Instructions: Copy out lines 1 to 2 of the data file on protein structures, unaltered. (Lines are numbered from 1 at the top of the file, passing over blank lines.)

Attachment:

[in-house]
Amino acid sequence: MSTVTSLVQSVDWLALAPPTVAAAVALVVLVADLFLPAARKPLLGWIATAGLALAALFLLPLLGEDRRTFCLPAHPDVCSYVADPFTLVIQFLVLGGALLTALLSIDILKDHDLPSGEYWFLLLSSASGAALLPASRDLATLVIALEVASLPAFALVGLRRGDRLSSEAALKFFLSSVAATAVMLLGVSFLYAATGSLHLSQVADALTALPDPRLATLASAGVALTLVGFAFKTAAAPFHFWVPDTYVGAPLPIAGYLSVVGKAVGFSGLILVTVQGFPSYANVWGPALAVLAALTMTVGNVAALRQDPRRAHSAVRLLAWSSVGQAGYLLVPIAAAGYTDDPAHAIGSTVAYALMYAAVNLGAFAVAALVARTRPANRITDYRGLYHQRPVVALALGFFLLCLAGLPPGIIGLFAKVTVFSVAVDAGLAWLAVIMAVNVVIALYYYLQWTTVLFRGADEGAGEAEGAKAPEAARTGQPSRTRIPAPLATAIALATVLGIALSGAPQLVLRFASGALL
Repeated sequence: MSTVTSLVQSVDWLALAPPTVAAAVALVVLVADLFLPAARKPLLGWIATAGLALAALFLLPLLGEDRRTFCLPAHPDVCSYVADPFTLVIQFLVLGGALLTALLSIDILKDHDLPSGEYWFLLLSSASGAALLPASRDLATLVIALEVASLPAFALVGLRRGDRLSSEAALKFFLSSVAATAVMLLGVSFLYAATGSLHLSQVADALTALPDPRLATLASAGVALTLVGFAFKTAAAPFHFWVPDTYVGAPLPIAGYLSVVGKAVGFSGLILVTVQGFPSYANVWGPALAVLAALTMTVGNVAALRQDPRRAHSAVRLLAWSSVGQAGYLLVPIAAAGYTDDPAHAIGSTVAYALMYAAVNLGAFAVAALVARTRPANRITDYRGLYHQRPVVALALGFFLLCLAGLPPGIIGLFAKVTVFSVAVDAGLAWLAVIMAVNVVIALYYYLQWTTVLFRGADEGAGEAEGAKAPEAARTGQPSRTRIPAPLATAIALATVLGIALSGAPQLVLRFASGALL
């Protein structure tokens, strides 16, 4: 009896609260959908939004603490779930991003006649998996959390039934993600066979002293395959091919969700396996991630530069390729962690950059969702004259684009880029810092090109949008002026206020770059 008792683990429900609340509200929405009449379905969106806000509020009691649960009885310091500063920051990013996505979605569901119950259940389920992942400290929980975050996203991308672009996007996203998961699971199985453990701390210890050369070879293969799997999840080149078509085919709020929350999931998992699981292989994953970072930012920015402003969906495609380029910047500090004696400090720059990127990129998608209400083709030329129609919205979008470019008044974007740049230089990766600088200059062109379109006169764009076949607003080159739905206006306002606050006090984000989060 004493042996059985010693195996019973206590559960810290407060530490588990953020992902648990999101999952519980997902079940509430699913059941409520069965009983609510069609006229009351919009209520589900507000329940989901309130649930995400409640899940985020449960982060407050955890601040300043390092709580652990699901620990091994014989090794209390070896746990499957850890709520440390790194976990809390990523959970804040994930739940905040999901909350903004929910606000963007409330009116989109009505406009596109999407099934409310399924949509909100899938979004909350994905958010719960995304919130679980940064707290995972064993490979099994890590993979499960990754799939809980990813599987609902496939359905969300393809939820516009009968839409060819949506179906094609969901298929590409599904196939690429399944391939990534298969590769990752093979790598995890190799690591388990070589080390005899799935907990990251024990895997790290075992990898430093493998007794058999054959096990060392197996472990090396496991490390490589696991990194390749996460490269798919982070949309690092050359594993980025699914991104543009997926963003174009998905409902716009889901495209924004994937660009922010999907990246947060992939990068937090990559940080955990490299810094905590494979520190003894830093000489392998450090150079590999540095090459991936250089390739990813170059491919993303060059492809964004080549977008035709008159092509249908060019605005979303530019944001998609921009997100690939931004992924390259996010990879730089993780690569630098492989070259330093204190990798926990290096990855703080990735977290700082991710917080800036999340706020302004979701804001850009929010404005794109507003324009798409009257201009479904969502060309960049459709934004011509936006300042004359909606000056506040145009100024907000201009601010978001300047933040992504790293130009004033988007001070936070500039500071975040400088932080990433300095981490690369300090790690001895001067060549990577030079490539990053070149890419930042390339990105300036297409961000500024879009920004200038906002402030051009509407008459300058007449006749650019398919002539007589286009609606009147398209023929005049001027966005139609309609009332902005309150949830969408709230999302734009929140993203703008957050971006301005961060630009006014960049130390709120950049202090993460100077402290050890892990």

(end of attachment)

[in-house]
Amino acid sequence: MSTVTSLVQSVDWLALAPPTVAAAVALVVLVADLFLPAARKPLLGWIATAGLALAALFLLPLLGEDRRTFCLPAHPDVCSYVADPFTLVIQFLVLGGALLTALLSIDILKDHDLPSGEYWFLLLSSASGAALLPASRDLATLVIALEVASLPAFALVGLRRGDRLSSEAALKFFLSSVAATAVMLLGVSFLYAATGSLHLSQVADALTALPDPRLATLASAGVALTLVGFAFKTAAAPFHFWVPDTYVGAPLPIAGYLSVVGKAVGFSGLILVTVQGFPSYANVWGPALAVLAALTMTVGNVAALRQDPRRAHSAVRLLAWSSVGQAGYLLVPIAAAGYTDDPAHAIGSTVAYALMYAAVNLGAFAVAALVARTRPANRITDYRGLYHQRPVVALALGFFLLCLAGLPPGIIGLFAKVTVFSVAVDAGLAWLAVIMAVNVVIALYYYLQWTTVLFRGADEGAGEAEGAKAPEAARTGQPSRTRIPAPLATAIALATVLGIALSGAPQLVLRFASGALL